“Literature is language charged with meaning.”
From ABC of Reading
by Ezra Pound
‘Great literature is simply language charged with meaning to the utmost possible degree.’
Dichten = condensare.
I begin with poetry because it is the most concentrated form of verbal expression. Basil Bunting, fumbling about with a German-Italian dictionary, found that this idea of poetry as concentration is as old almost as the German language. ‘Dichten’ is the German verb corresponding to the noun ‘Dichtung’ meaning poetry, and the lexicographer has rendered it by the Italian verb meaning ‘to condense’.
The charging of language is done in three principle ways: You receive the language as your race has left it, the words have meanings which have ‘grown into the race’s skin’; the Germans say ‘wie einem der Schnabel gewachsen ist’, as his beak grows. And the good writer chooses his words for their ‘meaning’, but that meaning is not a set, cut-off thing like the move of knight or pawn on a chess-board. It comes up with roots, with associations, with how and where the word is familiarly used, or where it has been used brilliantly or memorably.
You can hardly say ‘incarnadine’ without one or more of your auditors thinking of a particular line of verse.
Numerals and words referring to human inventions have hard, cut-off meanings. That is, meanings which are more obtrusive than a word’s ‘associations’.
Bicycle now has a cut-off meaning.
But tandem, or ‘bicycle built for two’, will probably throw the image of a past decade upon the reader’s mental screen.
There is no end to the number of qualities which some people can associate with a given word or kind of word, and most of these vary with the individual.
You have to go almost exclusively to Dante’s criticism to find a set of OBJECTIVE categories for words. Dante called words ‘buttered’ and ‘shaggy’ because of the different NOISES the make. Or pexa et hirsuta, combed and unkempt.
He also divided them by their different associations.
NEVERTHELESS you still charge words with meaning mainly in three ways, called phanopoeia, melopoeia, logopoeia. You use a word to throw a visual image on to the reader’s imagination, or you charge it by sound, or you use groups of words to do this.
Thirdly, you take the greater risk of using the word in some special relation to ‘usage’, that is, to the kind of context in which the reader expects, or is accustomed, to find it.
This is the last means to develop, it can only be used by the sophisticated.
(If you want really to understand what I am talking about, you will have to read, ultimately, Propertius and Jules Laforgue.)
IF YOU WERE STUDYING CHEMISTRY you would be told that there are a certain number of elements, a certain number of more usual chemicals, chemicals most in use, or easiest to find. And for the sake of clarity in your experiments you would probably be given these substances ‘pure’ or as pure as you could conveniently get them.
IF YOU WERE A CONTEMPORARY book-keeper you would probably use the loose-leaf system, by which business houses separate archives from facts that are in use, or that are likely to be frequently needed for reference.
Similar conveniences are possible in the study of literature.
Any amateur of painting knows that modern galleries lay great stress on ‘good hanging’, that is, of putting important pictures where they can be well seen, and where the eye will not be confused, or the feet wearied by searching for the masterpiece on a vast expanse of wall cumbered with rubbish.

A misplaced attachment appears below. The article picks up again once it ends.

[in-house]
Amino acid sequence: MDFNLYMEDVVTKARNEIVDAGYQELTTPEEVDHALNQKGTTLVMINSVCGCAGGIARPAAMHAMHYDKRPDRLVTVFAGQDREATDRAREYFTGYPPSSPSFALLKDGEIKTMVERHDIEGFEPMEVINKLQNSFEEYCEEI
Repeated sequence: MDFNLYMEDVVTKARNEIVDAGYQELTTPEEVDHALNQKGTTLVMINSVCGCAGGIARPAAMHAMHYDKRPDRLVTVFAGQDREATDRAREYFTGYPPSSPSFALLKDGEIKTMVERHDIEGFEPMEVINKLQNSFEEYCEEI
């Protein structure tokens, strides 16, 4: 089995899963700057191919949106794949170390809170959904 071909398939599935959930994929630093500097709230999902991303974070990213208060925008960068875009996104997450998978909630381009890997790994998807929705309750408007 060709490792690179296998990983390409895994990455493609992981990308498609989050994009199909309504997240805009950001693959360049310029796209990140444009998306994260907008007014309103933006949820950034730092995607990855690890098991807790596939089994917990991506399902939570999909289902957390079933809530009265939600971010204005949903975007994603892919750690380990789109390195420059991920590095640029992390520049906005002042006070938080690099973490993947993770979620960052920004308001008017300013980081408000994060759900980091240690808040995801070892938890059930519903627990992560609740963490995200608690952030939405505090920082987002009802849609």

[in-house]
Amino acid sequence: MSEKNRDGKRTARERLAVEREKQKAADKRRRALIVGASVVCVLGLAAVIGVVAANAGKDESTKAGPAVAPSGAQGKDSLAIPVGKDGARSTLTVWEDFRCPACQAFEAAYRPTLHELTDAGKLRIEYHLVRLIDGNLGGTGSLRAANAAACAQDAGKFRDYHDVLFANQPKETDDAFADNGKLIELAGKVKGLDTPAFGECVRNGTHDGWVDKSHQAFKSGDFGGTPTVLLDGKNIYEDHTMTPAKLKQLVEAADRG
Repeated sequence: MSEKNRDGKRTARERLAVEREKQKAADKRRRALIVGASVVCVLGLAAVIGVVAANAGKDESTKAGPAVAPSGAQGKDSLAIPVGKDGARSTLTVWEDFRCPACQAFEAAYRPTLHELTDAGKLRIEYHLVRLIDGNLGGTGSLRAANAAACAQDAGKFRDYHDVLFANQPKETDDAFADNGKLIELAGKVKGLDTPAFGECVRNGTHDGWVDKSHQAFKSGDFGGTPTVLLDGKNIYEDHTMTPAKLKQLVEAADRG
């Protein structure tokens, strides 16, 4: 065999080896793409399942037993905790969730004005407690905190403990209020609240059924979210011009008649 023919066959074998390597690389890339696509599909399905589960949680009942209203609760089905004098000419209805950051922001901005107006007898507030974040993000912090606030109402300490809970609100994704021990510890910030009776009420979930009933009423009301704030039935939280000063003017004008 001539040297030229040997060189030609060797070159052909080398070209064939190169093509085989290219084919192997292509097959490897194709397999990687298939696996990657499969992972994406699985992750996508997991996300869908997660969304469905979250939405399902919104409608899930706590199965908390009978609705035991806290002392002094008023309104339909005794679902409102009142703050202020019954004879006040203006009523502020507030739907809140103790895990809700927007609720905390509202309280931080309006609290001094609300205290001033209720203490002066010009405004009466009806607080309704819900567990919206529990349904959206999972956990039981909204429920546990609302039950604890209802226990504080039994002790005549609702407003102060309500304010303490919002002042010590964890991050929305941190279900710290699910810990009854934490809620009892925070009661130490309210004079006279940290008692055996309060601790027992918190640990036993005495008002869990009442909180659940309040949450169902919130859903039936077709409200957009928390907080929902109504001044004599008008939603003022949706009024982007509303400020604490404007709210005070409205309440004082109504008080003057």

At this point I can’t very well avoid printing a set of categories that considerably antedate my own How to Read.
When you start searching for ‘pure elements’ in literature you will find that literature has been created by the following classes of persons:
Inventors. Men who found a new process, or whose extant work gives us the first known example of a process.
The masters. Men who combined a number of such processes, and who used them as well as or better than the inventors.
The diluters. Men who came after the first two kinds of writer, and couldn’t do the job quite as well.
Good writers without salient qualities. Men who are fortunate enough to be born when the literature of a given country is in good working order, or when some particular branch of writing is ‘healthy’. For example, men who wrote sonnets in Dante’s time, men who wrote short lyrics in Shakespeare’s time or for several decades thereafter, or who wrote French novels and stories after Flaubert had shown them how.
Writers of belles-lettres. That is, men who didn’t really invent anything, but who specialized in some particular part of writing, who couldn’t be considered as ‘great men’ or as authors who were trying to give a complete presentation of life, or of their epoch.
The starters of crazes.
Until the reader knows the first two categories he will never be able ‘to see the wood for the trees’. He may know what he ‘likes’. He may be a ‘compleat book-lover’, with a large library of beautifully printed books, bound in the most luxurious bindings, but he will never be able to sort out what he knows to estimate the value of one book in relation to others, and he will be more confused and even less able to make up his mind about a book where a new author is ‘breaking with convention’ than to form an opinion about a book eighty or a hundred years old.
He will never understand why a specialist is annoyed with him for trotting out a second- or third-hand opinion about the merits of his favourite bad writer.
Until you have made your own survey and your own closer inspection you might at least beware and avoid accepting opinions.
From men who haven’t themselves produced notable work.
From men who have not themselves taken the risk of printing the results of their own personal inspection and survey, even if they are seriously making one.